Part 1 – Protection from the Claims of Creditors
Every year, many people from across the country move to Florida to take advantage of its broad homestead protection laws. Here, our home is our castle, and these laws are arguably the most protective in the United States.
Article X, Section 4 of the Florida Constitution exempts homestead property from levy and execution by most judgment creditors. This means that a creditor cannot place a lien against or force the sale of your homestead to satisfy an obligation or monetary judgment.
To qualify for homestead protection, the debtor must be a permanent resident of Florida and the homestead property must be owned by the debtor and remain his/her primary residence. With the exception in certain bankruptcy cases, the homestead protection is effective immediately upon establishing a permanent and primary residence in Florida.
Article X, Sec. 4(a)(1) limits the protected homestead to one-half (1/2) acre if it is located within a municipality (town or city) or 160 acres if it is outside a municipality. This geographical area of protection is one of the broadest in the United States. The value of the property protected is unlimited. Consequently, a debtor may purchase and improve a parcel of property within these acreage parameters up to any amount, with the resulting improvements and land being protected from creditors. Florida’s homestead protection is such a potent asset protection tool because of its unlimited monetary protection. Florida residents may invest millions of dollars in lavish estate homes and farms and still protect the full value of these luxurious residences.
Article X, Sec. 4(b) extends these exemptions to the surviving spouse and related heirs of a deceased homeowner. Thus, upon a homeowner’s death, the surviving spouse and related heirs may receive the homestead free and clear of any creditor’s claim. To legally establish the protected homestead, a benefitted party (spouse or related heir) should file a petition to determine homestead in an estate administration proceeding.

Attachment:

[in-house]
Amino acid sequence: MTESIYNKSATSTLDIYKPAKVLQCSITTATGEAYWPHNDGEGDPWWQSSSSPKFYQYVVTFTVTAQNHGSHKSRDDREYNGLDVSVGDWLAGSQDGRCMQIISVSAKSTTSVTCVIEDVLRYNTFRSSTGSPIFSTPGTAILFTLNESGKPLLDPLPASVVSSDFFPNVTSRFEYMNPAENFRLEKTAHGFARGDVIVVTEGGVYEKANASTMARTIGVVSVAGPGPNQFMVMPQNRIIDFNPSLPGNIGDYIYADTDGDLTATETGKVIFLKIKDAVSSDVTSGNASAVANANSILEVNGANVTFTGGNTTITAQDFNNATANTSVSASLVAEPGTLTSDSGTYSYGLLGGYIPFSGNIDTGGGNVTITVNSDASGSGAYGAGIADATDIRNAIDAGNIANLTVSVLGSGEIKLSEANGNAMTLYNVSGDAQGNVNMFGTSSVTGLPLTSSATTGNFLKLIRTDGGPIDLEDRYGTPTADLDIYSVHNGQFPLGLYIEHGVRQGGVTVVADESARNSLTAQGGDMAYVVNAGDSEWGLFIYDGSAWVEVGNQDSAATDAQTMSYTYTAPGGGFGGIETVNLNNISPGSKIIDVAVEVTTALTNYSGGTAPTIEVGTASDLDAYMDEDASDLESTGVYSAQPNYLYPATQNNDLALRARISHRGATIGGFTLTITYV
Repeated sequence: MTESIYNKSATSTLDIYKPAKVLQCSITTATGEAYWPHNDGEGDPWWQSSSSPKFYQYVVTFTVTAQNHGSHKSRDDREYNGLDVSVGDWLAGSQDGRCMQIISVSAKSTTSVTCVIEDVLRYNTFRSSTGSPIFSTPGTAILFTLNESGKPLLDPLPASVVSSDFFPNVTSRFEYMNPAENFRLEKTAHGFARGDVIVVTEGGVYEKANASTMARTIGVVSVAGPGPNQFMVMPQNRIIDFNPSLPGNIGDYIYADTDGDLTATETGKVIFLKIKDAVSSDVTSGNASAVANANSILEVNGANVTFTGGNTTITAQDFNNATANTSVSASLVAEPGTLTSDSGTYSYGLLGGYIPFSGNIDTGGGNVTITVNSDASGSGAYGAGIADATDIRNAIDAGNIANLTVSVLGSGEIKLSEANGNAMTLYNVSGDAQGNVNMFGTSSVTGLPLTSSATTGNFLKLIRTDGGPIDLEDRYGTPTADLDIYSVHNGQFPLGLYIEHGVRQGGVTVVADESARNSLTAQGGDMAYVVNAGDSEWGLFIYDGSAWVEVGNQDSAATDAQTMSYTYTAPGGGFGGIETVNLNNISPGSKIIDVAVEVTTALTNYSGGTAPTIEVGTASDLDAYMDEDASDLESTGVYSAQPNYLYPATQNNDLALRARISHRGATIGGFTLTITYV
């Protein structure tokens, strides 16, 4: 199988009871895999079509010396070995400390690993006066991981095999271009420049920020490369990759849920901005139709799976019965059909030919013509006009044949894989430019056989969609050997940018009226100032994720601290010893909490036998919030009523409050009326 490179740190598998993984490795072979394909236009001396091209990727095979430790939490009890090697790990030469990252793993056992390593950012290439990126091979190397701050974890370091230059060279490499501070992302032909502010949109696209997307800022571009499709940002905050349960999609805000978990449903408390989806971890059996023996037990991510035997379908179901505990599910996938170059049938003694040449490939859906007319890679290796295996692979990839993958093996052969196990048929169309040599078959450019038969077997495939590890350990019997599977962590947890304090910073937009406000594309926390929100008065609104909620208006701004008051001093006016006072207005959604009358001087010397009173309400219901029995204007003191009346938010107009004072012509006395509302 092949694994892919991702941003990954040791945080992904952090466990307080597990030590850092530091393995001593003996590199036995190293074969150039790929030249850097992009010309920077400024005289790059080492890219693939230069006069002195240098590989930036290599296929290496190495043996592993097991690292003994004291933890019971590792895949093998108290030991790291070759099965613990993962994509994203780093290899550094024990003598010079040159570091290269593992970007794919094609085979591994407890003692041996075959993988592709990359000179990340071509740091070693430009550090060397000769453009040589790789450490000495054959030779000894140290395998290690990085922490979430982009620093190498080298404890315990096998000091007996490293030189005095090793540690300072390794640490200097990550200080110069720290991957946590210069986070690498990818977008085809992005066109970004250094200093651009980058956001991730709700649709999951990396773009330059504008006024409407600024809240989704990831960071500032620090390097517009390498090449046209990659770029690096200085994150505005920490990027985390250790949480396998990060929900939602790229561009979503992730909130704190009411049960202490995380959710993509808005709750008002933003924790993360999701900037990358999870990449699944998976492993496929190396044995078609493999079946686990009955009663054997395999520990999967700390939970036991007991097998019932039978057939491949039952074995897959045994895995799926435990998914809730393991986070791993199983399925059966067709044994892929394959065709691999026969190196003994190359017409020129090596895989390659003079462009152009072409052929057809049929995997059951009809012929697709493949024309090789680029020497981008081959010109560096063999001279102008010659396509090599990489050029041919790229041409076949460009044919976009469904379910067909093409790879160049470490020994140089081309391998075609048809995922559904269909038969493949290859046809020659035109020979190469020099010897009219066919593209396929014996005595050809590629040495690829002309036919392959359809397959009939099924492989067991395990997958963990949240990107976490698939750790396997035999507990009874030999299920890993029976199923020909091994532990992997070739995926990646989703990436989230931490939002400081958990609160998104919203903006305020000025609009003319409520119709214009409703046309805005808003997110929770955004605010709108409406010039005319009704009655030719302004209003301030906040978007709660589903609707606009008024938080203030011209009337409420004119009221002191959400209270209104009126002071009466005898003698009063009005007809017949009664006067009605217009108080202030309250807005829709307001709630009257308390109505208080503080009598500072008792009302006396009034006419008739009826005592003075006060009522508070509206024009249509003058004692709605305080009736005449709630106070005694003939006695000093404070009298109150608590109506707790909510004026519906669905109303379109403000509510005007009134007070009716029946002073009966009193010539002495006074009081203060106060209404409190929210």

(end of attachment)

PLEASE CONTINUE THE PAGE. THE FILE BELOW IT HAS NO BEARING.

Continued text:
However, there are exceptions to Florida’s homestead protection law. Article X, Section 4(a) does not protect homestead property against tax liens, mortgages, assessment liens, and mechanic’s liens related to that specific property. For example, a mortgage of homestead property or a lien resulting from the failure to pay a contractor for materials for your home are not protected from creditor’s claims. Such non-exempt liens will also result in a title issue that may prevent the sale or refinancing of your home.
Additionally, certain types of co-ownership (such as tenancy in common and joint tenancy with rights of survivorship) of a homestead may jeopardize the homestead exemption when one of the joint owners does not reside on the property. In such a case, a judgment against one co-owner not residing on the property may result in that co-owner’s interest being levied against, which would force a judicial sale of the homestead property (in which case the other protected co-owner would be entitled to their portion of the sale proceeds).
In summary, Florida homestead laws are significant and warrant consideration by homeowners and prospective homeowners. Should you have questions or wish to discuss the homestead issues you are facing, do not hesitate to contact Scot B. Copeland.